• Chevron Appalachia produced the most fracing fluid waste (934,000 barrels), with Range Resources coming in at number two (773,000 barrels).  This is what Pennsylvania calls the flowback fluid; this is not the straight chemical additives that used in the hydraulic fracturing process, but those additives are included in this fluid
  • The most produced fluid, or formation brine, came from Range Resources wells (1.6 million barrels), followed by Chesapeake (1.4 million barrels)
  • 82 percent of the servicing fluid reported was from Cabot (1,741 barrels)
  • 100 percent of the spent lubricant was reported by SWEPI (19 barrels)

Amazingly, despite their overwhelming lead in gas production in the state, Chesapeake Appalachia did not have the most of any of the eight different waste types, and in some cases, were not even close:

Waste produced by Chesapeake Appalachia and the industry leader in each category from unconventional wells in PA between January and June 2013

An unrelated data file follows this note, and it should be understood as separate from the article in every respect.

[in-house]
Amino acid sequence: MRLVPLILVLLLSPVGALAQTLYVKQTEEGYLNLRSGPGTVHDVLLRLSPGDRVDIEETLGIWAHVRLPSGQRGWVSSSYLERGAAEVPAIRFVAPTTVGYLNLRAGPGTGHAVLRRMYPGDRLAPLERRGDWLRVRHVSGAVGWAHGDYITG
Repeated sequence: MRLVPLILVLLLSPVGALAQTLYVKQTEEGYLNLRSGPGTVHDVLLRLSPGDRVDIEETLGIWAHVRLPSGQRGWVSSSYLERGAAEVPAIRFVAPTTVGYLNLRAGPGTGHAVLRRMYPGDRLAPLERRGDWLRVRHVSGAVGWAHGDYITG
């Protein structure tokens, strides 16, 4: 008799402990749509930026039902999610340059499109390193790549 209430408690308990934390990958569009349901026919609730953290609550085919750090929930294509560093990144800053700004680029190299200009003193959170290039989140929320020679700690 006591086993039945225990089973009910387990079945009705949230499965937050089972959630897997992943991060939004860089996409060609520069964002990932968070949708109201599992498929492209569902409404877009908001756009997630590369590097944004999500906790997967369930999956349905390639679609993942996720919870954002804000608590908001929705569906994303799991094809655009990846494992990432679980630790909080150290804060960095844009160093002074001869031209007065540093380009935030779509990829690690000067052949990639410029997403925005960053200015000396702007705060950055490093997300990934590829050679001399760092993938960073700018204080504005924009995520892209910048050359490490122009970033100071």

Waste produced by Chesapeake Appalachia and the industry leader in each category from unconventional wells in PA between January and June 2013

The Pennsylvania waste data is also notable for including the disposal method of the waste:

Disposal method for unconventional waste from PA between January and June 2013

Disposal method for unconventional waste from PA between January and June 2013

And for those who can handle one last table, Pennsylvania also tells us where the waste is disposed:

Destination of unconventional oil and gas waste in PA between January and June 2013, by state

Destination of unconventional oil and gas waste in PA between January and June 2013, by state